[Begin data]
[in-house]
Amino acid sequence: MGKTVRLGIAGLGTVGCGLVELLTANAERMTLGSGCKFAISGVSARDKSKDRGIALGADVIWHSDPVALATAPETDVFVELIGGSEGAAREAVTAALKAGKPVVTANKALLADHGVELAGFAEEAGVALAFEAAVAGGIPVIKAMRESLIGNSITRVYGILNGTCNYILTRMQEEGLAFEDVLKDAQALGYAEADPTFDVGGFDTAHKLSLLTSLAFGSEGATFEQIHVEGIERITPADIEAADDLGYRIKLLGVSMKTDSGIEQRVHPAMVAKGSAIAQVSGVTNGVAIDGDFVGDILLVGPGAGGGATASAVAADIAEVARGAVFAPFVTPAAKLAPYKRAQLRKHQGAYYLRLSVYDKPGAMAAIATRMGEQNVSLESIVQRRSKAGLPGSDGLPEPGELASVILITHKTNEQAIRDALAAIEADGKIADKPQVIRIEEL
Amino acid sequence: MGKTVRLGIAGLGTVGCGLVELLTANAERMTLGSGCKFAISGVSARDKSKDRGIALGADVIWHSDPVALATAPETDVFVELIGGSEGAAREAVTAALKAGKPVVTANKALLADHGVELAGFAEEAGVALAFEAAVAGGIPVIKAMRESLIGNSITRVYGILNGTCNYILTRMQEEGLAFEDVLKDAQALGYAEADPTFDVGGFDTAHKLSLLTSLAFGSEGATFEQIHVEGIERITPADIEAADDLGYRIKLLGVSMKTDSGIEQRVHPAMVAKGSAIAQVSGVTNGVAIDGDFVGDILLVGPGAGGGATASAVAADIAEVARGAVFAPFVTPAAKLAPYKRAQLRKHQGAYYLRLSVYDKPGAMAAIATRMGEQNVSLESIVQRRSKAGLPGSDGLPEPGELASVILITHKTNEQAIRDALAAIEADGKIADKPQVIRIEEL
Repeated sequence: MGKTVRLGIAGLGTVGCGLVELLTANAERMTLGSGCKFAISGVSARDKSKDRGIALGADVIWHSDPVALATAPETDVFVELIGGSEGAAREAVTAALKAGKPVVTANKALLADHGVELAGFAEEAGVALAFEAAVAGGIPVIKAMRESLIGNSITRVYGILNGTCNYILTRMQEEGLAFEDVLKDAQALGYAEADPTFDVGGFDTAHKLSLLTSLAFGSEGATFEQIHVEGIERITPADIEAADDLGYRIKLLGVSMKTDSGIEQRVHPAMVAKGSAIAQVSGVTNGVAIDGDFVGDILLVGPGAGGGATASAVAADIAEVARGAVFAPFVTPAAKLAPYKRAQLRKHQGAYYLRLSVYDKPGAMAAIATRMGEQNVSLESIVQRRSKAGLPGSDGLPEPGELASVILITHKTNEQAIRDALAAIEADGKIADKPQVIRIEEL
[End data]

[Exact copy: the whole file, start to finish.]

[in-house]
Amino acid sequence: MGKTVRLGIAGLGTVGCGLVELLTANAERMTLGSGCKFAISGVSARDKSKDRGIALGADVIWHSDPVALATAPETDVFVELIGGSEGAAREAVTAALKAGKPVVTANKALLADHGVELAGFAEEAGVALAFEAAVAGGIPVIKAMRESLIGNSITRVYGILNGTCNYILTRMQEEGLAFEDVLKDAQALGYAEADPTFDVGGFDTAHKLSLLTSLAFGSEGATFEQIHVEGIERITPADIEAADDLGYRIKLLGVSMKTDSGIEQRVHPAMVAKGSAIAQVSGVTNGVAIDGDFVGDILLVGPGAGGGATASAVAADIAEVARGAVFAPFVTPAAKLAPYKRAQLRKHQGAYYLRLSVYDKPGAMAAIATRMGEQNVSLESIVQRRSKAGLPGSDGLPEPGELASVILITHKTNEQAIRDALAAIEADGKIADKPQVIRIEEL
Amino acid sequence: MGKTVRLGIAGLGTVGCGLVELLTANAERMTLGSGCKFAISGVSARDKSKDRGIALGADVIWHSDPVALATAPETDVFVELIGGSEGAAREAVTAALKAGKPVVTANKALLADHGVELAGFAEEAGVALAFEAAVAGGIPVIKAMRESLIGNSITRVYGILNGTCNYILTRMQEEGLAFEDVLKDAQALGYAEADPTFDVGGFDTAHKLSLLTSLAFGSEGATFEQIHVEGIERITPADIEAADDLGYRIKLLGVSMKTDSGIEQRVHPAMVAKGSAIAQVSGVTNGVAIDGDFVGDILLVGPGAGGGATASAVAADIAEVARGAVFAPFVTPAAKLAPYKRAQLRKHQGAYYLRLSVYDKPGAMAAIATRMGEQNVSLESIVQRRSKAGLPGSDGLPEPGELASVILITHKTNEQAIRDALAAIEADGKIADKPQVIRIEEL
Repeated sequence: MGKTVRLGIAGLGTVGCGLVELLTANAERMTLGSGCKFAISGVSARDKSKDRGIALGADVIWHSDPVALATAPETDVFVELIGGSEGAAREAVTAALKAGKPVVTANKALLADHGVELAGFAEEAGVALAFEAAVAGGIPVIKAMRESLIGNSITRVYGILNGTCNYILTRMQEEGLAFEDVLKDAQALGYAEADPTFDVGGFDTAHKLSLLTSLAFGSEGATFEQIHVEGIERITPADIEAADDLGYRIKLLGVSMKTDSGIEQRVHPAMVAKGSAIAQVSGVTNGVAIDGDFVGDILLVGPGAGGGATASAVAADIAEVARGAVFAPFVTPAAKLAPYKRAQLRKHQGAYYLRLSVYDKPGAMAAIATRMGEQNVSLESIVQRRSKAGLPGSDGLPEPGELASVILITHKTNEQAIRDALAAIEADGKIADKPQVIRIEEL